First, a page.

Covid-19 has significantly affected how we work, live and interact with each other. Using the digital world for all our daily needs has become the new normal. During the pandemic, when most businesses have suffered immensely, some industries have also seen growth. One such emerging field is virtual healthcare. Dag Larsson, CEO and Co-founder of Doccla, a Swedish digital healthcare start-up, gives us insights into how healthcare is advancing with virtual wards and remote patient monitoring, and how this new technology was tested and scaled in the UK, despite the pandemic.
Doccla offers remote medical care and monitoring services to patients with chronic conditions without being in a hospital. The virtual ward works by using a safe web browser while the clinical staff can remotely monitor the vital signs of the patient constantly or at regular intervals. Using wearable technology, the patient’s device transmits alerts of routine readings of pulse and oxygen levels, which are then reviewed and will prompt the hospital staff to take action if needed. Describing this latest technology, Dag says that in a normal hospital ward, vital signs are checked two to four times a day, while a nurse monitors an ICU patient constantly, whereas with Doccla’s technology, the vital signs of the patient are continuously streamed.
Doccla can also facilitate early discharge for several different patient groups from an acute hospital. Docclas’ virtual ward also allows for remote patient monitoring to take place as a preventive measure against extensive hospital admissions. “We provide all the required technology; the software, hardware, and mobile phones with pre-configured SIM cards for the patients. We also provide a comprehensive service layer which helps the technology to integrate easily from a workflow perspective to our clients.” By using IoT and advanced sensor technology, Doccla frees up hospital capacity by offering the patient video hospital and primary care.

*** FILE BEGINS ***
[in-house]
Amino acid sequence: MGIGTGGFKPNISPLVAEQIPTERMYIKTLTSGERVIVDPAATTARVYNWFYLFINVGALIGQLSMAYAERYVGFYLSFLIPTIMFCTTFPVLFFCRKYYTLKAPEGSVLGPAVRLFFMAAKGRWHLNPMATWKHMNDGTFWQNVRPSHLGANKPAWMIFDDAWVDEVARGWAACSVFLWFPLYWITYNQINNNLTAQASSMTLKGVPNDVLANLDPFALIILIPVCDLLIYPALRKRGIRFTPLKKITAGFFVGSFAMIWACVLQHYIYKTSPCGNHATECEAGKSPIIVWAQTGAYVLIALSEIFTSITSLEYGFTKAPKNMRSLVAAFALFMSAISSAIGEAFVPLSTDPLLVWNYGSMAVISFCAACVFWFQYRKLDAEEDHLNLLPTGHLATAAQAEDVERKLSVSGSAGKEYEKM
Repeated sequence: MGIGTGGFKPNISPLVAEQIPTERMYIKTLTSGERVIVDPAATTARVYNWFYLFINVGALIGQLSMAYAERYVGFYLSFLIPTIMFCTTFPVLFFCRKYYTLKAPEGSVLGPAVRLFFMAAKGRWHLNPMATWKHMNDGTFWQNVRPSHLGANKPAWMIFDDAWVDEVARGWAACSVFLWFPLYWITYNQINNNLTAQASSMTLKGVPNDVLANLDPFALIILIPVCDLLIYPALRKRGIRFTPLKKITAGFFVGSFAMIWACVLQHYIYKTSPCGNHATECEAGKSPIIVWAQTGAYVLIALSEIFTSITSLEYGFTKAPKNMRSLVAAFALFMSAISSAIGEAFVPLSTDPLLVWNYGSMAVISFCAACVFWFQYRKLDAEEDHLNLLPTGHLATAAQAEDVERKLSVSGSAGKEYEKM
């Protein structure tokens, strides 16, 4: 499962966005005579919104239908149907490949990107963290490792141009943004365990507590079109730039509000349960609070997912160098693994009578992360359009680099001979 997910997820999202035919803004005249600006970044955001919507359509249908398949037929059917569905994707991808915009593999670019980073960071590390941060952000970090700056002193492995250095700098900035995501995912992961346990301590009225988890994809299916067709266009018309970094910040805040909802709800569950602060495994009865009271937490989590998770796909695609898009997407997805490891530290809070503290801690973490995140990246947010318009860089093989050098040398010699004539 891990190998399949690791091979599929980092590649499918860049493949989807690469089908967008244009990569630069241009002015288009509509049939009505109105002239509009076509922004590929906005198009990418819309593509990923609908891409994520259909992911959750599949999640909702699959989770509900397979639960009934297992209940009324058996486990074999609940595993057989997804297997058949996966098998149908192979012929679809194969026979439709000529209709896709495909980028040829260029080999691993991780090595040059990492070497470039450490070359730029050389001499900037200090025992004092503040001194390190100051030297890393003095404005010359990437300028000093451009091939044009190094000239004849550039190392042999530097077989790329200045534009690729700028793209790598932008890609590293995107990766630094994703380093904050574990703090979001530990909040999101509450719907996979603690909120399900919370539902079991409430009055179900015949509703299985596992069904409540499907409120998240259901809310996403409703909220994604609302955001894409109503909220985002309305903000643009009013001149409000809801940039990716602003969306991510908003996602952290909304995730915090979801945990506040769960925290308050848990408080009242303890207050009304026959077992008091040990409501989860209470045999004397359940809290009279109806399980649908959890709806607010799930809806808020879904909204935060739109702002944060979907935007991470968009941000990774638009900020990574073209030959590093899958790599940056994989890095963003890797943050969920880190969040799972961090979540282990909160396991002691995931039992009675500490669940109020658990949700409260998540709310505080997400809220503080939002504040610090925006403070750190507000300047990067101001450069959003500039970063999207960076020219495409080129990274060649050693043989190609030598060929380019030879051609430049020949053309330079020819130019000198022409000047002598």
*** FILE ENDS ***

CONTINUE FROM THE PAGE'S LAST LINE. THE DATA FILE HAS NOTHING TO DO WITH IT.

Doccla came about as a new way of patient care after the Co-founder, Martin Ratz, suffered a heart attack a few years ago. Martin was struck by the fact that when he left the hospital after his surgery, there was no monitoring at all. The patient leaves the hospital from being very well taken care of to no care at all. “Two years ago, we wrote a proposal for a research project and wanted a proof-of-concept study.” Since Martin was already running several different companies, selling services and products to public caregivers around Europe, he started engaging senior NHS contacts with their new technology. “The response was very positive. We started the company very early with a contract and a possibility to co-develop the proposal with the NHS.” Besides Doccla, Philips Healthcare, Babylon and another local UK company have also won proof of concept.
Entering the UK Market
A year ago, Martin and Dag launched their remote patient monitoring services as their research project was approved during the start of the pandemic. “By that time, we had proven ourselves as an effective and innovative supplier and launched a remote patient monitoring solution together with the NHS in a matter of weeks.” The technology has successfully been scaled to five other trusts during the last year. Dag also mentions the ethics approval as another big milestone for Doccla.